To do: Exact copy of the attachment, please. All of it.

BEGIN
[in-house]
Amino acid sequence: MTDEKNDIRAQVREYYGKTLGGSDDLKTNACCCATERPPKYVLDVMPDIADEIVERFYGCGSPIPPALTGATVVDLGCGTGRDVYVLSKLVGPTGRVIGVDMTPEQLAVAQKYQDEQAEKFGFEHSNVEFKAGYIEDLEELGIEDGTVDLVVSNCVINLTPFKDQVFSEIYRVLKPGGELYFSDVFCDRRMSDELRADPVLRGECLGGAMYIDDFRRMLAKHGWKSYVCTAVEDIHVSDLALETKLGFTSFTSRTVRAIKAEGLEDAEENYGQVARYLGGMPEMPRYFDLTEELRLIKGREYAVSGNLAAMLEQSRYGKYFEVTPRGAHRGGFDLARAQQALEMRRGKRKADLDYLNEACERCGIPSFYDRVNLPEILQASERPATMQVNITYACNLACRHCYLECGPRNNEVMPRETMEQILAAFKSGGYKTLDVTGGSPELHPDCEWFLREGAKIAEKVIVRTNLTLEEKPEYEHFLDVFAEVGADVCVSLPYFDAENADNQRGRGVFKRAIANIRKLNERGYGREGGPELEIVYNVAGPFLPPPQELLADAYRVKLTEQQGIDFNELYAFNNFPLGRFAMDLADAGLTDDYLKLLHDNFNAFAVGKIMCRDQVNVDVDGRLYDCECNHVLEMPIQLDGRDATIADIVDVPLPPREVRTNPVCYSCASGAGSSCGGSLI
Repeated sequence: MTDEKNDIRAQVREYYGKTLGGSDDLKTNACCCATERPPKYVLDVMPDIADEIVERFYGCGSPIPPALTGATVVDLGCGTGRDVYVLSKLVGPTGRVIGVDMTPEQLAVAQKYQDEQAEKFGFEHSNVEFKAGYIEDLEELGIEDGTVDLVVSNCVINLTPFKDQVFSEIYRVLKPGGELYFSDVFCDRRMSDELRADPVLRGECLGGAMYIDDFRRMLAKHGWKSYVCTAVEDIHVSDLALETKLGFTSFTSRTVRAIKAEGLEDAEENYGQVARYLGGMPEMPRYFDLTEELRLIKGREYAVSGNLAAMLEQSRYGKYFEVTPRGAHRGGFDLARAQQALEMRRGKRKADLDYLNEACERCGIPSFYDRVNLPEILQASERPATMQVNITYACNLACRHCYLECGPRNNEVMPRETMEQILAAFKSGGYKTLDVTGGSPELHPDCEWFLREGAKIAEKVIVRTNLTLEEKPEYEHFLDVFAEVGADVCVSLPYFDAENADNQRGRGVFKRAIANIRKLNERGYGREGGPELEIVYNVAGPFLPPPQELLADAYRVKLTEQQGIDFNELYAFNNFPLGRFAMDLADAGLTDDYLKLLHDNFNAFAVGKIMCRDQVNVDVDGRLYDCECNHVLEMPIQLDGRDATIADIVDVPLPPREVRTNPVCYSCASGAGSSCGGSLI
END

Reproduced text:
[in-house]
Amino acid sequence: MTDEKNDIRAQVREYYGKTLGGSDDLKTNACCCATERPPKYVLDVMPDIADEIVERFYGCGSPIPPALTGATVVDLGCGTGRDVYVLSKLVGPTGRVIGVDMTPEQLAVAQKYQDEQAEKFGFEHSNVEFKAGYIEDLEELGIEDGTVDLVVSNCVINLTPFKDQVFSEIYRVLKPGGELYFSDVFCDRRMSDELRADPVLRGECLGGAMYIDDFRRMLAKHGWKSYVCTAVEDIHVSDLALETKLGFTSFTSRTVRAIKAEGLEDAEENYGQVARYLGGMPEMPRYFDLTEELRLIKGREYAVSGNLAAMLEQSRYGKYFEVTPRGAHRGGFDLARAQQALEMRRGKRKADLDYLNEACERCGIPSFYDRVNLPEILQASERPATMQVNITYACNLACRHCYLECGPRNNEVMPRETMEQILAAFKSGGYKTLDVTGGSPELHPDCEWFLREGAKIAEKVIVRTNLTLEEKPEYEHFLDVFAEVGADVCVSLPYFDAENADNQRGRGVFKRAIANIRKLNERGYGREGGPELEIVYNVAGPFLPPPQELLADAYRVKLTEQQGIDFNELYAFNNFPLGRFAMDLADAGLTDDYLKLLHDNFNAFAVGKIMCRDQVNVDVDGRLYDCECNHVLEMPIQLDGRDATIADIVDVPLPPREVRTNPVCYSCASGAGSSCGGSLI
Repeated sequence: MTDEKNDIRAQVREYYGKTLGGSDDLKTNACCCATERPPKYVLDVMPDIADEIVERFYGCGSPIPPALTGATVVDLGCGTGRDVYVLSKLVGPTGRVIGVDMTPEQLAVAQKYQDEQAEKFGFEHSNVEFKAGYIEDLEELGIEDGTVDLVVSNCVINLTPFKDQVFSEIYRVLKPGGELYFSDVFCDRRMSDELRADPVLRGECLGGAMYIDDFRRMLAKHGWKSYVCTAVEDIHVSDLALETKLGFTSFTSRTVRAIKAEGLEDAEENYGQVARYLGGMPEMPRYFDLTEELRLIKGREYAVSGNLAAMLEQSRYGKYFEVTPRGAHRGGFDLARAQQALEMRRGKRKADLDYLNEACERCGIPSFYDRVNLPEILQASERPATMQVNITYACNLACRHCYLECGPRNNEVMPRETMEQILAAFKSGGYKTLDVTGGSPELHPDCEWFLREGAKIAEKVIVRTNLTLEEKPEYEHFLDVFAEVGADVCVSLPYFDAENADNQRGRGVFKRAIANIRKLNERGYGREGGPELEIVYNVAGPFLPPPQELLADAYRVKLTEQQGIDFNELYAFNNFPLGRFAMDLADAGLTDDYLKLLHDNFNAFAVGKIMCRDQVNVDVDGRLYDCECNHVLEMPIQLDGRDATIADIVDVPLPPREVRTNPVCYSCASGAGSSCGGSLI